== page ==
She successfully reversed about two feet before stomping on the brakes and asking how much more room she had to back up. Gap Lady rode shotgun to provide moral support and directional assistance. After a twelve-point three-point turn, we coasted toward an intersection.

The light at the intersection was red. It was red as we approached it. It was red as Minh kept a steady foot on the gas. It was red when the van filled with the sound of about seven people gasping. It was red as Minh sailed through it. It was red as horns honked and oncoming drivers swerved. And it was still red while my fellow vannies hustled into their seat belts.

For a woman who got a little cagey about backing out of a parking space, Minh's devil-may-care attitude for intersections was surprising.

"We're going to have to have a talk about what the colors mean," said Gap Lady with a strained voice.

"What? Oh. Yeah," smiled Minh knowingly.

For the duration of the trip she puttered along at 45 mph, hugging the right edge of the far right lane. But when a cement truck in front of her began kicking up road debris, Minh made the only lane change of the drive.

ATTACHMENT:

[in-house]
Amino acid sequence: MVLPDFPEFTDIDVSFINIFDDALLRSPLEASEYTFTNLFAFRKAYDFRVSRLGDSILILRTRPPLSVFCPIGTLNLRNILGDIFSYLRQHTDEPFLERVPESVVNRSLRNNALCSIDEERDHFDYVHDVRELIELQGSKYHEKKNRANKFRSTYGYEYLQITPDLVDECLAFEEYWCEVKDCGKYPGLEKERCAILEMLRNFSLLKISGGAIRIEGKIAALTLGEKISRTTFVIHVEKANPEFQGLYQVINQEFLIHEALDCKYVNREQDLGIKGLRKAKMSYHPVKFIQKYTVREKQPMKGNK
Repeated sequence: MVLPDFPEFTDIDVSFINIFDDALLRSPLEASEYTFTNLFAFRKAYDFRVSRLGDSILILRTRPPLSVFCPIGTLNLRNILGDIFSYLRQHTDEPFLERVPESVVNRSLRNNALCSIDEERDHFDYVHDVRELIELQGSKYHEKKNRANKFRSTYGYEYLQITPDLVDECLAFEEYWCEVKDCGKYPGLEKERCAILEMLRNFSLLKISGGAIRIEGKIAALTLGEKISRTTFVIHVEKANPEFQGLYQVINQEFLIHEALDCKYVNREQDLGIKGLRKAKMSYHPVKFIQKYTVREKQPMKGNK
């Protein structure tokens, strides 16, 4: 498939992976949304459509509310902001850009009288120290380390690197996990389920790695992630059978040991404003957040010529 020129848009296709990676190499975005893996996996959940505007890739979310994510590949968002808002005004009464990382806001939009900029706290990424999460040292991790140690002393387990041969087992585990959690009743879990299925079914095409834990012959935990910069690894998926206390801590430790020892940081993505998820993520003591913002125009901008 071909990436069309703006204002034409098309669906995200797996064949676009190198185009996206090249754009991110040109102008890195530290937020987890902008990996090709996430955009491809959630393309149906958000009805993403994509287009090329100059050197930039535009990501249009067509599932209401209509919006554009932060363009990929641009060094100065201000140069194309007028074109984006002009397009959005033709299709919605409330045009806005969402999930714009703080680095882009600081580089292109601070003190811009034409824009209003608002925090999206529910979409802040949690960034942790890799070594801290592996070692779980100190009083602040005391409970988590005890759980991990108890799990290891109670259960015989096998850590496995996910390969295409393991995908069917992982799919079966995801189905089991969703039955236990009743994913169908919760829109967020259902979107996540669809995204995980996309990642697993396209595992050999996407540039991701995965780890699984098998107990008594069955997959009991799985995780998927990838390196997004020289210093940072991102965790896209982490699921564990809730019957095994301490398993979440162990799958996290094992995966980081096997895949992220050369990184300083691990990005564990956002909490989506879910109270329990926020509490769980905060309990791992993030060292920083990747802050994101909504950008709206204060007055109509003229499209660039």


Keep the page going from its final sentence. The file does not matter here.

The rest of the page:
As soon as she was safely ensconced in the center lane, a triumphant Minh pumped her fist in the air.

"Congratulations!" beamed Gap Lady.

This is woman I entrusted with my safe passage to work.

Friday, October 3, 2008

The Hits Keep Coming

An open letter to the woman who rear ended my husband at a stop light this morning.

Dear Fleshwaste,

I can certainly appreciate that the intricacies of piloting a motor vehicle are difficult. What will all the staying awake and occasionally looking at the road, it is indeed a taxing activity.

I also suspect there are additional challenges associated with driving a vehicle the size of a Stegosaurus.

After living in Houston these past five years, I have become largely inured to the antics of my fellow drivers - I have minimal expectations of you.

You have every right to drive your behemoth vehicle, take up multiple parking spaces, bully small car drivers, and behave as a general menace.

But please, for sweet Christ's sake, keep your goddamned foot on the brake.



You see gentle readers, when my spouse got out of his car to assess the damage, the woman who hit him meekly said, "I didn't have my foot on the pedal."

She didn't have her foot on the pedal of a vehicle that, according to the manufacturer's website, weighs in at 5,928 pounds.

The best part? We purchased our brand new car 6 days ago.

Monday, September 22, 2008

Worst. Song. Ever.